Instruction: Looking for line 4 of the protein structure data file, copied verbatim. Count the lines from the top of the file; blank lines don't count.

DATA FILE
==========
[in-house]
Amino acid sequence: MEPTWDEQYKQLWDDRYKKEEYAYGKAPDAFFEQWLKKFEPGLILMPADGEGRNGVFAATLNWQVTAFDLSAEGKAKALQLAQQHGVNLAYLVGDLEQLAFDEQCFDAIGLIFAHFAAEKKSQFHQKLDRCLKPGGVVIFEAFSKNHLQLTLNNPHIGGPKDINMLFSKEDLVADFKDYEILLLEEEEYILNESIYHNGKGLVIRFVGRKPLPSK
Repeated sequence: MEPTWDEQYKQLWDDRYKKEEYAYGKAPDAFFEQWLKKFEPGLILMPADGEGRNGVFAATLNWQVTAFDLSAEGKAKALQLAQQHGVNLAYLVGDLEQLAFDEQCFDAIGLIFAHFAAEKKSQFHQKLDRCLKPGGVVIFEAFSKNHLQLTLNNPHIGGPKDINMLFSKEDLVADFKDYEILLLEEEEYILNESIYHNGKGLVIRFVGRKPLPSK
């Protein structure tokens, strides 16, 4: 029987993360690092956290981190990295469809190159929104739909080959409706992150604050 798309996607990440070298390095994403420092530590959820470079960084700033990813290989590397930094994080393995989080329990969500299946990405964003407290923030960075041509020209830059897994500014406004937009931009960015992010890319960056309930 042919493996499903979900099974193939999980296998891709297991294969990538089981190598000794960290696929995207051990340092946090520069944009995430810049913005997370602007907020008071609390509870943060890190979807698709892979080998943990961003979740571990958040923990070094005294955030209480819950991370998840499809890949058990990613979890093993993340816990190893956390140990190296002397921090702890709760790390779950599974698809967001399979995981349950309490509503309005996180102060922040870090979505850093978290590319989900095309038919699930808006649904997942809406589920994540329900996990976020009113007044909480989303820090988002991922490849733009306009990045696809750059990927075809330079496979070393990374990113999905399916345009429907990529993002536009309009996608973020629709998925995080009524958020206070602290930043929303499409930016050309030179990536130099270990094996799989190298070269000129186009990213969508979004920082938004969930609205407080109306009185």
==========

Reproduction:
């Protein structure tokens, strides 16, 4: 029987993360690092956290981190990295469809190159929104739909080959409706992150604050 798309996607990440070298390095994403420092530590959820470079960084700033990813290989590397930094994080393995989080329990969500299946990405964003407290923030960075041509020209830059897994500014406004937009931009960015992010890319960056309930 042919493996499903979900099974193939999980296998891709297991294969990538089981190598000794960290696929995207051990340092946090520069944009995430810049913005997370602007907020008071609390509870943060890190979807698709892979080998943990961003979740571990958040923990070094005294955030209480819950991370998840499809890949058990990613979890093993993340816990190893956390140990190296002397921090702890709760790390779950599974698809967001399979995981349950309490509503309005996180102060922040870090979505850093978290590319989900095309038919699930808006649904997942809406589920994540329900996990976020009113007044909480989303820090988002991922490849733009306009990045696809750059990927075809330079496979070393990374990113999905399916345009429907990529993002536009309009996608973020629709998925995080009524958020206070602290930043929303499409930016050309030179990536130099270990094996799989190298070269000129186009990213969508979004920082938004969930609205407080109306009185």